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Claudia Grisales

Claudia Grisales is a congressional reporter assigned to NPR's Washington Desk.

Before joining NPR in June 2019, she was a Capitol Hill reporter covering military affairs for Stars and Stripes. She also covered breaking news involving fallen service members and the Trump administration's relationship with the military. She also investigated service members who have undergone toxic exposures, such as the atomic veterans who participated nuclear bomb testing and subsequent cleanup operations.

Prior to Stars and Stripes, Grisales was an award-winning reporter at the daily newspaper in Central Texas, the Austin American-Statesman, for 16 years. There, she covered the intersection of business news and regulation, energy issues and public safety. She also conducted a years-long probe that uncovered systemic abuses and corruption at Pedernales Electric Cooperative, the largest member-owned utility in the country. The investigation led to the ousting of more than a dozen executives, state and U.S. congressional hearings and criminal convictions for two of the co-op's top leaders.

Grisales is originally from Chicago and is an alum of the University of Houston, the University of Texas and Syracuse University. At Syracuse, she attended the S.I. Newhouse School of Public Communications, where she earned a master's degree in journalism.

Updated at 6:12 p.m. ET

Homeland Security acting Secretary Kevin McAleenan says the U.S. has apprehended more than 800,000 migrants attempting to enter the country since last October, calling the numbers staggering and unprecedented, and that the influx has "challenged and overwhelmed every aspect of our border and immigration enforcement system."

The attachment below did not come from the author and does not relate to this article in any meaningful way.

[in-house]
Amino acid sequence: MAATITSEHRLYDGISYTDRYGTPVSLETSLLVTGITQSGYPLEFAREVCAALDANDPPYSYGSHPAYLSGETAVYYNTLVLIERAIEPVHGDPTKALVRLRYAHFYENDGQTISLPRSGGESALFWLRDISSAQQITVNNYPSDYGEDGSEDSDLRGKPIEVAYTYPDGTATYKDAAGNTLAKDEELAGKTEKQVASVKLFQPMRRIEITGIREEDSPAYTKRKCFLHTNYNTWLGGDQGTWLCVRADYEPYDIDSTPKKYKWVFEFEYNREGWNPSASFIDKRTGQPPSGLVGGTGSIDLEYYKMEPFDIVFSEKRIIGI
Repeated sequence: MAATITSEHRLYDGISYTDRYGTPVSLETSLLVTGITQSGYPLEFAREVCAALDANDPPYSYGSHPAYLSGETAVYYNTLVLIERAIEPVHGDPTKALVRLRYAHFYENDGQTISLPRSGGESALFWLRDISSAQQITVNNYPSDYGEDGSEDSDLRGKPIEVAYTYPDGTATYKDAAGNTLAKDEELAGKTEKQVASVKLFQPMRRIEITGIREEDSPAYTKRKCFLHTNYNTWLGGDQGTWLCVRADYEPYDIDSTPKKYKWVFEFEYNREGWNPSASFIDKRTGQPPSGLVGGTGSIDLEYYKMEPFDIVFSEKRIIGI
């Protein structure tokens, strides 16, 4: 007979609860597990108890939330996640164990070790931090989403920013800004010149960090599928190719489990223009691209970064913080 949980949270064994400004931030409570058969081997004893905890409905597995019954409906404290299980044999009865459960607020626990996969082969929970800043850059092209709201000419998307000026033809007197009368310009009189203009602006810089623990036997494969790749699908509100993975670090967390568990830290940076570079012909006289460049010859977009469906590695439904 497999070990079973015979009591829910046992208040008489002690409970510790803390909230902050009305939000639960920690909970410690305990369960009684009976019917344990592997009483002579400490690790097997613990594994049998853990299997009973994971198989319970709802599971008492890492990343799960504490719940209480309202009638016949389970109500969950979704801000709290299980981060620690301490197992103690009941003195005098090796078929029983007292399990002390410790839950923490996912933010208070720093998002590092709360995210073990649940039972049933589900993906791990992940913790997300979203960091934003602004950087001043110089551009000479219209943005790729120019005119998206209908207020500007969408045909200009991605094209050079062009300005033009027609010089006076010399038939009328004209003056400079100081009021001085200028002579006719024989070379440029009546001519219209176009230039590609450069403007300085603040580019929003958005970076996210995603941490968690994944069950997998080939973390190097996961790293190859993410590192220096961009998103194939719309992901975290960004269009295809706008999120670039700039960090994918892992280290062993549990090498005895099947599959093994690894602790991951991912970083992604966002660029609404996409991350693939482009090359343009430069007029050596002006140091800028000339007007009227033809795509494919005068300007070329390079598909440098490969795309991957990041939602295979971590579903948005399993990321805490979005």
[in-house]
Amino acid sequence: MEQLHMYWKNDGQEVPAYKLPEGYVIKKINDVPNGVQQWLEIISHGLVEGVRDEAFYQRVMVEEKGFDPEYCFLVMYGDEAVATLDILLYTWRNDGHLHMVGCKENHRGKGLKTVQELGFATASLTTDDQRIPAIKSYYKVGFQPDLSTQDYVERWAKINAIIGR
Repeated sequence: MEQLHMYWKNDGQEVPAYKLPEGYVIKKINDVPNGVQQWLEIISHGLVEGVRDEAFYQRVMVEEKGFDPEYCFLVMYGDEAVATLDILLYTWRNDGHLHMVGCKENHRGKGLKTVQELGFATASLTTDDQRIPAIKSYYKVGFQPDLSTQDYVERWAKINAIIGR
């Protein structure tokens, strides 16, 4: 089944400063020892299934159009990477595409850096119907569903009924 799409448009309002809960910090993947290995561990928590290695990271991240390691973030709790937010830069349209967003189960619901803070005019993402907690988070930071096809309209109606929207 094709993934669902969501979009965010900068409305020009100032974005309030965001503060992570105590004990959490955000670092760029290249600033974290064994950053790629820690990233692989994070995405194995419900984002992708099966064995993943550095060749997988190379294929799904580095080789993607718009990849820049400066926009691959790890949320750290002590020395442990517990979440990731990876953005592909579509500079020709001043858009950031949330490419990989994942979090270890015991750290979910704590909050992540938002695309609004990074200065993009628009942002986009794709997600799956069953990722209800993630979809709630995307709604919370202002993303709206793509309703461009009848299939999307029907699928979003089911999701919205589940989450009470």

Still, McAleenan said DHS "made significant strides in its effort to secure the border and help and protect migrants in our custody."

The Pentagon's comptroller said it cost an extra $1.2 million to put on its portion of President Trump's "Salute to America" program for an expanded Fourth of July celebration in Washington, D.C., last week.

Defense Department officials said on Tuesday spending for personnel involvement and demonstrations largely came from their training budgets.

President Trump announced he planned to repeat his 4th of July salute to the military next year as a trio of Senate Democrats called for an investigation into how much the Washington, D.C., event cost the taxpayers.

"It was a wonderful day for all Americans and based on its tremendous success, we're just making the decision and I think we can say we've made the decision to do it again next year, and maybe we can say, for the foreseeable future," Trump said at an event at the White House on Monday.

Updated at 5:20 p.m. ET

American taxpayers are looking at a bigger bill for this year's Independence Day party in the nation's capital.

For this Fourth of July, President Trump has added an address from the Lincoln Memorial, tanks stationed in the area, an extended fireworks display and military aircraft flyovers.

Democrats in Congress are complaining about the added expenses.

President Trump may not be seeing red, white and blue on a newly revamped Air Force One after all.

A House Democrat added a provision to the annual defense policy bill to put a stop to the president's patriotic design project. It will keep two new versions of the Boeing 747 aircraft within the projected spending target by banning certain paint jobs and other extras.

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